Chapter 7, Tutorial 2
A Special Case: Derivations in Categorical Logic

In 7.1 we used an interpretation as guidance only. Let's be clear that we can do derivations without thinking about content, meaning, or interpretations. We can just think about rules of form. So, at any time on a derivation one can move from 'Ca' to '(%x)Cx': that is just %I. This is formal logic after all!

But it can help to know that %I makes sense. Suppose that Ann is a member of the group under consideration, i.e., is in our "universe of discourse". Then %I is just a PL version of the reasoning from "Ann is a carnivore" to "someone is a carnivore".

Let's continue to have an interpretation around for intuitive guidance.

Universe of Discourse: All things

Ax: x is an animal; Cx: x is a carnivore; Mx: x is a mammal, Rx: x is a reptile; Tx: x is a tiger.

Now, let's see that the rules of PD we've already developed work well for categorical logic's equivalences.  And we'll also see that our PD is not yet complete. First the good news: Categorical logic's equivalences can be understood with the rules we already have.

Conversion via Commutation

We have seen that commutation gives a logical equivalence for existential and negative categorical sentences.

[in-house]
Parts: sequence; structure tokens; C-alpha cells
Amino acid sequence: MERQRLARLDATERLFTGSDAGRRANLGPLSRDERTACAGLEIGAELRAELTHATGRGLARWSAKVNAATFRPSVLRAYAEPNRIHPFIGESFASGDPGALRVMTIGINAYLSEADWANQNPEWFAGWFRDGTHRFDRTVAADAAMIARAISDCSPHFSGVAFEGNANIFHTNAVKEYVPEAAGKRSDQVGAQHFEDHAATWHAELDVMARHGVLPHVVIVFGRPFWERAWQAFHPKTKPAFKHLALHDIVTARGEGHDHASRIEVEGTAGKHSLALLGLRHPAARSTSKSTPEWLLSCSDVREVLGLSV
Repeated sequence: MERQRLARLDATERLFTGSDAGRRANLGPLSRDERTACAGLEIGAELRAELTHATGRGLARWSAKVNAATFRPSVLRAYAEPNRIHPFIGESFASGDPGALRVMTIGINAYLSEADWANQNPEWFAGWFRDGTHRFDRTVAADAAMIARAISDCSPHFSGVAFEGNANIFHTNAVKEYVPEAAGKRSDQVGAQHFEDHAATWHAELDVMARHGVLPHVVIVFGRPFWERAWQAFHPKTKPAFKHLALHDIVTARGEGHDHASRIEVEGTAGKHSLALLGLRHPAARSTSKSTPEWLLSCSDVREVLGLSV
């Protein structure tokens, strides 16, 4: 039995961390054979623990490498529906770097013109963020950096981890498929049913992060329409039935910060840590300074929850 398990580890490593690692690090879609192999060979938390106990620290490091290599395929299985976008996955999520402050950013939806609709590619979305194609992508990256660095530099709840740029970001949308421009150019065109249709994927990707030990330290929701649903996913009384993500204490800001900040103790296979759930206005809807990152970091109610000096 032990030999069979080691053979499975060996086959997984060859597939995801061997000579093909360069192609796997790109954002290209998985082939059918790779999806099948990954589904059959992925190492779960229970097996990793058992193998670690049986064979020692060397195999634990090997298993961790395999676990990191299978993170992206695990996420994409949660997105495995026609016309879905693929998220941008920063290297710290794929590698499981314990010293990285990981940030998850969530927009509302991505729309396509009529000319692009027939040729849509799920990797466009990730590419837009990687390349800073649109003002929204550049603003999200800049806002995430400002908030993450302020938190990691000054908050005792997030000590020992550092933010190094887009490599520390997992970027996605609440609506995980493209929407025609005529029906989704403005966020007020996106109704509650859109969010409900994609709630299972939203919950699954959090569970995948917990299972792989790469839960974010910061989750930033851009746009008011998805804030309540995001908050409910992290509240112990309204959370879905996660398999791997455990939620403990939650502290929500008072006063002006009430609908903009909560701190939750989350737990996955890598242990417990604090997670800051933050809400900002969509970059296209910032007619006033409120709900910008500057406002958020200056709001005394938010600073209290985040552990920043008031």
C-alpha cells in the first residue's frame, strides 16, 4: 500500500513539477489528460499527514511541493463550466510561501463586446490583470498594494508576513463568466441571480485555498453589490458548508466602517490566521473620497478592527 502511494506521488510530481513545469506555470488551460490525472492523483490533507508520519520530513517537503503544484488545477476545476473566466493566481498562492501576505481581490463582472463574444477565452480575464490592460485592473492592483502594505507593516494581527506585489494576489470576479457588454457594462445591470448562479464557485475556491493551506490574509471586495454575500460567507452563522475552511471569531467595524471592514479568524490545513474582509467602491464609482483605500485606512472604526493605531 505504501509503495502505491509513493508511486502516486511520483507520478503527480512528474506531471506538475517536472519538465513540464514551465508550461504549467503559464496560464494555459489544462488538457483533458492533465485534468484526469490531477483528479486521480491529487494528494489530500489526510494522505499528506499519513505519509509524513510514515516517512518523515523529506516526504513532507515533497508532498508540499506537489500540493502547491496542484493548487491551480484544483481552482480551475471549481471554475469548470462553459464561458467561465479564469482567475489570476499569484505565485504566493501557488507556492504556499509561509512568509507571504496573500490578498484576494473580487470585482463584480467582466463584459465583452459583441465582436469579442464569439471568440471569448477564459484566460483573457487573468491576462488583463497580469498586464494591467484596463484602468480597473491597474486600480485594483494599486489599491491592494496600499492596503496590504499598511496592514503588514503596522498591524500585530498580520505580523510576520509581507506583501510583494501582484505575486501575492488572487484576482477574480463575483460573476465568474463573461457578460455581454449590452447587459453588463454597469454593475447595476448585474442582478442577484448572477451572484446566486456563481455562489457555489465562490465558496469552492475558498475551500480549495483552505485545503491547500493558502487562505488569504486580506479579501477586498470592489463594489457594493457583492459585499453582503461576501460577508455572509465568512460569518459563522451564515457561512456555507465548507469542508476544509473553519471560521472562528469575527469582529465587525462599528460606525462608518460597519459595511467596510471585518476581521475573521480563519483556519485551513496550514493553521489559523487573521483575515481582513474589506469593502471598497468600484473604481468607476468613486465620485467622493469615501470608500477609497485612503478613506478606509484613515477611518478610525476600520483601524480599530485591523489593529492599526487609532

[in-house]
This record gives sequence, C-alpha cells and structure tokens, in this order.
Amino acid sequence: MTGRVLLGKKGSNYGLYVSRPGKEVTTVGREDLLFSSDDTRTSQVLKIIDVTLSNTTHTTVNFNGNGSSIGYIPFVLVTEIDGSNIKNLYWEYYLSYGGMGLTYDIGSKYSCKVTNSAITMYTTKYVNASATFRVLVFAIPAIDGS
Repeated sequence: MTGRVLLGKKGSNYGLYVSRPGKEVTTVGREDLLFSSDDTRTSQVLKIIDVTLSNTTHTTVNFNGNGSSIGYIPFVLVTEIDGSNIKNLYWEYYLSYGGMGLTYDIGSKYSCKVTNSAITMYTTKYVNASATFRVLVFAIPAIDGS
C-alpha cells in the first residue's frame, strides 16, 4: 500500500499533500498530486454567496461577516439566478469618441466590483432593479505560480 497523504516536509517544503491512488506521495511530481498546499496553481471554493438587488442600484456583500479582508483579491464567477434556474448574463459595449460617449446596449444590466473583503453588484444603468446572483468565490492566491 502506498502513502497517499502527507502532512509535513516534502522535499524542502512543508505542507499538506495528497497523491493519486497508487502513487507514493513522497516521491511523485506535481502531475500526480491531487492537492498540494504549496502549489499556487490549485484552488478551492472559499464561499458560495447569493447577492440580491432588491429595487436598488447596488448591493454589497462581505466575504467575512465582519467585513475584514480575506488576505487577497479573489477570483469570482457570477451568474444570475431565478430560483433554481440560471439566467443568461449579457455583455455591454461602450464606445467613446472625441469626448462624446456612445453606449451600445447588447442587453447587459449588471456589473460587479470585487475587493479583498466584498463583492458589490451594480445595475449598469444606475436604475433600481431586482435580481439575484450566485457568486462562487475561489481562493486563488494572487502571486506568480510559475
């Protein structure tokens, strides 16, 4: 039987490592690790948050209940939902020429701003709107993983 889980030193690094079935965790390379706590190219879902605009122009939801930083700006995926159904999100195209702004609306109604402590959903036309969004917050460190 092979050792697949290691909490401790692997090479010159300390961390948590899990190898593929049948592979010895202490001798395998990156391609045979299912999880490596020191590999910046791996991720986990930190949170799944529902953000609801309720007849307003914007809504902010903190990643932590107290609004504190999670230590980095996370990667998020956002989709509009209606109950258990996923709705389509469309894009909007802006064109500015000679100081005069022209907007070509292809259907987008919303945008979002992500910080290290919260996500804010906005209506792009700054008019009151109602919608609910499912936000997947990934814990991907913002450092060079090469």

"Some S are P" is logically equivalent to "Some P are S".

and

"No S are P" is logically equivalent to "No P are S".

For examples,

(*) "Some mammals are carnivores" is logically equivalent to "Some carnivores are mammals".

and

(**) "No mammals are reptiles " is logically equivalent to "No reptiles are mammals".

OK? Now, if these are really equivalent, then their symbolizations in PL should be equivalent too. Let's see that they are.

First, to symbolize the sentences in (*) we would write these:

(* in PL)

(%x)(Mx&Cx)

(%x)(Cx&Mx)

Now, are these two logically equivalent? The answer is yes. All we need to do is show how to derive one from the other.

The derivation test for equivalence of two sentences is to show that if either one is taken as premise, then the other can be derived as conclusion.

But to deriving one from the other is a snap, it's just CM: Notice that this is just our old way of doing two derivations on one page to show logical equivalence. We've derived one from the other, so
(%x)(Mx&Cx)

and

(%x)(Cx&Mx)
are logically equivalent: there is no way for one to be true without the other.

(Note: These are just two separate derivations. You could do them on separate pages if you prefer.)

Next...

Now, let's see if we can do the same thing with

"No S are P" is logically equivalent to "No P are S".

and

(**) "No mammals are reptiles " is logically equivalent to "No reptiles are mammals".

First we symbolize.

(* in PL)

~(%x)(Mx&Rx)

~(%x)(Rx&Mx)

Now, suppose we try to do the two derivations...what one rule will fit the question marks at lines 2 and 5 to show equivalence?